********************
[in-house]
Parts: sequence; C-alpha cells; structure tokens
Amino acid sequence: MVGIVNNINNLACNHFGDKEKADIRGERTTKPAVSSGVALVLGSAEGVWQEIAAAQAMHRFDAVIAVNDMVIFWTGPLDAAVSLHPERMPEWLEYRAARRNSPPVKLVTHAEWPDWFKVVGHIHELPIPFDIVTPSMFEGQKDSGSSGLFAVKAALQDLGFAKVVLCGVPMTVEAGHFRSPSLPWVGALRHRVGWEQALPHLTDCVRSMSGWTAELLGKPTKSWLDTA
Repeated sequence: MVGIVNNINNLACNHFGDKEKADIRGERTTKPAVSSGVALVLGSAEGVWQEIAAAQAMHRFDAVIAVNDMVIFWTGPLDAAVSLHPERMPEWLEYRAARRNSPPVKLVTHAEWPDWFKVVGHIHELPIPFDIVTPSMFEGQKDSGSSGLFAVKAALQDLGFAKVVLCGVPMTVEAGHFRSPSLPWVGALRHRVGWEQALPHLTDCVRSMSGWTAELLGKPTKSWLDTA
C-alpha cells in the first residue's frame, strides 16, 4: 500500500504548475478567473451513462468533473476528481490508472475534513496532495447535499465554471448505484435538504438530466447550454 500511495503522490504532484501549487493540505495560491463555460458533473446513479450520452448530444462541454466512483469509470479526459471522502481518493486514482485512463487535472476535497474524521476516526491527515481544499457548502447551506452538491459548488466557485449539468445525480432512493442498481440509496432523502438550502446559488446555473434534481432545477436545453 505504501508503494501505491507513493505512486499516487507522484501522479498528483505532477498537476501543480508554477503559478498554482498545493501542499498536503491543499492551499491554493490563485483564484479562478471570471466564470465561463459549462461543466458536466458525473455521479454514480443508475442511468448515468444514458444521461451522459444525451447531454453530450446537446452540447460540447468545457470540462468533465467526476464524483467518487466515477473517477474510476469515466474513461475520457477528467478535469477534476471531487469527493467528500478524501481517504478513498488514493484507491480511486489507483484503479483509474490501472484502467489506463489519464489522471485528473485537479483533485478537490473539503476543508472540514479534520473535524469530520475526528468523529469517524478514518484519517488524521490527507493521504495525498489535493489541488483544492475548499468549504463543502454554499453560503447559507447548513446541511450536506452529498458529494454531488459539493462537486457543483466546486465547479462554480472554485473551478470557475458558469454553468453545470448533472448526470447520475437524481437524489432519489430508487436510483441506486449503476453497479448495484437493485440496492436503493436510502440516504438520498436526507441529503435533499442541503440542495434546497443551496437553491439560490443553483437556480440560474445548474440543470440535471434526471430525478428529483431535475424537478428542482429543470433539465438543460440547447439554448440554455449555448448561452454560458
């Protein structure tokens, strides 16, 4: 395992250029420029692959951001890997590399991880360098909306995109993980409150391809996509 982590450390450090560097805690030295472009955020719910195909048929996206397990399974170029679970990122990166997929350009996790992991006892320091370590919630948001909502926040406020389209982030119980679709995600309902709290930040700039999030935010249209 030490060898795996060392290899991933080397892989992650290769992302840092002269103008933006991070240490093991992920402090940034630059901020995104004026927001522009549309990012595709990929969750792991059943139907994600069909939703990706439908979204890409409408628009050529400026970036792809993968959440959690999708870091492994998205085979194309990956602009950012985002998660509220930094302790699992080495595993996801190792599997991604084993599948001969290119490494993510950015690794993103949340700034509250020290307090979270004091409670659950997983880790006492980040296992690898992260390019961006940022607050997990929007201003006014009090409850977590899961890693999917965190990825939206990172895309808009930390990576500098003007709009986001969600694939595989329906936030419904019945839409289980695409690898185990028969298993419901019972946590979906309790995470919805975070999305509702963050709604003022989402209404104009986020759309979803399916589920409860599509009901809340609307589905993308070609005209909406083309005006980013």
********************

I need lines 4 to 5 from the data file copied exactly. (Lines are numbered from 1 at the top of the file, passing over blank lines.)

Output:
Repeated sequence: MVGIVNNINNLACNHFGDKEKADIRGERTTKPAVSSGVALVLGSAEGVWQEIAAAQAMHRFDAVIAVNDMVIFWTGPLDAAVSLHPERMPEWLEYRAARRNSPPVKLVTHAEWPDWFKVVGHIHELPIPFDIVTPSMFEGQKDSGSSGLFAVKAALQDLGFAKVVLCGVPMTVEAGHFRSPSLPWVGALRHRVGWEQALPHLTDCVRSMSGWTAELLGKPTKSWLDTA
C-alpha cells in the first residue's frame, strides 16, 4: 500500500504548475478567473451513462468533473476528481490508472475534513496532495447535499465554471448505484435538504438530466447550454 500511495503522490504532484501549487493540505495560491463555460458533473446513479450520452448530444462541454466512483469509470479526459471522502481518493486514482485512463487535472476535497474524521476516526491527515481544499457548502447551506452538491459548488466557485449539468445525480432512493442498481440509496432523502438550502446559488446555473434534481432545477436545453 505504501508503494501505491507513493505512486499516487507522484501522479498528483505532477498537476501543480508554477503559478498554482498545493501542499498536503491543499492551499491554493490563485483564484479562478471570471466564470465561463459549462461543466458536466458525473455521479454514480443508475442511468448515468444514458444521461451522459444525451447531454453530450446537446452540447460540447468545457470540462468533465467526476464524483467518487466515477473517477474510476469515466474513461475520457477528467478535469477534476471531487469527493467528500478524501481517504478513498488514493484507491480511486489507483484503479483509474490501472484502467489506463489519464489522471485528473485537479483533485478537490473539503476543508472540514479534520473535524469530520475526528468523529469517524478514518484519517488524521490527507493521504495525498489535493489541488483544492475548499468549504463543502454554499453560503447559507447548513446541511450536506452529498458529494454531488459539493462537486457543483466546486465547479462554480472554485473551478470557475458558469454553468453545470448533472448526470447520475437524481437524489432519489430508487436510483441506486449503476453497479448495484437493485440496492436503493436510502440516504438520498436526507441529503435533499442541503440542495434546497443551496437553491439560490443553483437556480440560474445548474440543470440535471434526471430525478428529483431535475424537478428542482429543470433539465438543460440547447439554448440554455449555448448561452454560458